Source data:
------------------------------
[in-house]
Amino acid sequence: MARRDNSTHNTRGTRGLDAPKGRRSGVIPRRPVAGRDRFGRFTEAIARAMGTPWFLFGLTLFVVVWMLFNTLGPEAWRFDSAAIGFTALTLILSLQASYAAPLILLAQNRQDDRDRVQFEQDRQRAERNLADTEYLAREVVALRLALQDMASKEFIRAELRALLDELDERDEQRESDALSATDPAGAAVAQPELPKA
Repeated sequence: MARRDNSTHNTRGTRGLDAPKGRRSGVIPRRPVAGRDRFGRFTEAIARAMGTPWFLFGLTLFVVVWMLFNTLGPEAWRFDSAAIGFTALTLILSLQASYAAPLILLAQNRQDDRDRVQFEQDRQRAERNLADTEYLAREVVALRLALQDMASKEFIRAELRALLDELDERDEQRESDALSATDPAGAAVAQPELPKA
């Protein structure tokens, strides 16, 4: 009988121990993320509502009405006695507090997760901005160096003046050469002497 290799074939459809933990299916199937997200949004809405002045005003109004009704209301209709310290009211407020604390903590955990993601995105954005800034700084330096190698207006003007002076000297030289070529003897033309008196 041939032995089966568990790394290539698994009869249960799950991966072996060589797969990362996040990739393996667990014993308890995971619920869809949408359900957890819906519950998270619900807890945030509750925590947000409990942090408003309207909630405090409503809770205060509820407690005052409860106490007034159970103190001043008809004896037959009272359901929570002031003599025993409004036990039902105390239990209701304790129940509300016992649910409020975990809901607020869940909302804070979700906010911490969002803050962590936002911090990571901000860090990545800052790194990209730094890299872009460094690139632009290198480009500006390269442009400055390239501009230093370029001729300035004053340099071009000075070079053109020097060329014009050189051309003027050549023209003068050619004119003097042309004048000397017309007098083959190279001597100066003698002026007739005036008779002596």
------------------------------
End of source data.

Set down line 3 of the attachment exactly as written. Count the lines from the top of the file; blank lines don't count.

Repeated sequence: MARRDNSTHNTRGTRGLDAPKGRRSGVIPRRPVAGRDRFGRFTEAIARAMGTPWFLFGLTLFVVVWMLFNTLGPEAWRFDSAAIGFTALTLILSLQASYAAPLILLAQNRQDDRDRVQFEQDRQRAERNLADTEYLAREVVALRLALQDMASKEFIRAELRALLDELDERDEQRESDALSATDPAGAAVAQPELPKA